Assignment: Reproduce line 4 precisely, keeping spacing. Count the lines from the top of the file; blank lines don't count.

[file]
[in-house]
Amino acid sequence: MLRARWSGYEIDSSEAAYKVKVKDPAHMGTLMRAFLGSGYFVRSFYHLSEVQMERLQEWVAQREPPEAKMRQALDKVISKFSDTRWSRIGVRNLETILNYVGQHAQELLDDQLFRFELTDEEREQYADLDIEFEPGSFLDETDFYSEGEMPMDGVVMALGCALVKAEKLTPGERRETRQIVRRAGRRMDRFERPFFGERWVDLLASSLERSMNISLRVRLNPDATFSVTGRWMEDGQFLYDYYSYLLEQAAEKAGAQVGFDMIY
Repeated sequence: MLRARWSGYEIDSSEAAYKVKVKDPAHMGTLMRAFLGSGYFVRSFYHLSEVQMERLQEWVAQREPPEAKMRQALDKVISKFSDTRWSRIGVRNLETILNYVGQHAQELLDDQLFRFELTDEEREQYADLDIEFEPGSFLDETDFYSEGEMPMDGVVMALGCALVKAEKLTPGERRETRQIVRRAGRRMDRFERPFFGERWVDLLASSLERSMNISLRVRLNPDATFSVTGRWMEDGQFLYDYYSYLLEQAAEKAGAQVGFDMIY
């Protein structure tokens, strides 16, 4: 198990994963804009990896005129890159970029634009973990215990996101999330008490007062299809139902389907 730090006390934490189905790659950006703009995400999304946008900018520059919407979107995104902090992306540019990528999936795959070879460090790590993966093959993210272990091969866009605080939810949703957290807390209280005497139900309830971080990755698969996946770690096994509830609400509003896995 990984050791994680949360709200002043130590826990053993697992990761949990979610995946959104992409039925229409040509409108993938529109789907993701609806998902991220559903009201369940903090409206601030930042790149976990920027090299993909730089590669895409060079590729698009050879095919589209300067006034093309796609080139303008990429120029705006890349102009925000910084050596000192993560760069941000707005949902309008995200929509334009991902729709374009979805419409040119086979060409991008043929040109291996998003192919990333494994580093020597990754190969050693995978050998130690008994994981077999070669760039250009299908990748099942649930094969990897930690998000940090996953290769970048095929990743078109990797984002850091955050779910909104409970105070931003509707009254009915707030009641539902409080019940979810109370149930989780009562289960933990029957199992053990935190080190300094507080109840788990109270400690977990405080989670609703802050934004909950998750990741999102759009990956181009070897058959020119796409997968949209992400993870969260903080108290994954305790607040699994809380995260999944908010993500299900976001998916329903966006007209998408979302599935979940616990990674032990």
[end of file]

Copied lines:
């Protein structure tokens, strides 16, 4: 198990994963804009990896005129890159970029634009973990215990996101999330008490007062299809139902389907 730090006390934490189905790659950006703009995400999304946008900018520059919407979107995104902090992306540019990528999936795959070879460090790590993966093959993210272990091969866009605080939810949703957290807390209280005497139900309830971080990755698969996946770690096994509830609400509003896995 990984050791994680949360709200002043130590826990053993697992990761949990979610995946959104992409039925229409040509409108993938529109789907993701609806998902991220559903009201369940903090409206601030930042790149976990920027090299993909730089590669895409060079590729698009050879095919589209300067006034093309796609080139303008990429120029705006890349102009925000910084050596000192993560760069941000707005949902309008995200929509334009991902729709374009979805419409040119086979060409991008043929040109291996998003192919990333494994580093020597990754190969050693995978050998130690008994994981077999070669760039250009299908990748099942649930094969990897930690998000940090996953290769970048095929990743078109990797984002850091955050779910909104409970105070931003509707009254009915707030009641539902409080019940979810109370149930989780009562289960933990029957199992053990935190080190300094507080109840788990109270400690977990405080989670609703802050934004909950998750990741999102759009990956181009070897058959020119796409997968949209992400993870969260903080108290994954305790607040699994809380995260999944908010993500299900976001998916329903966006007209998408979302599935979940616990990674032990």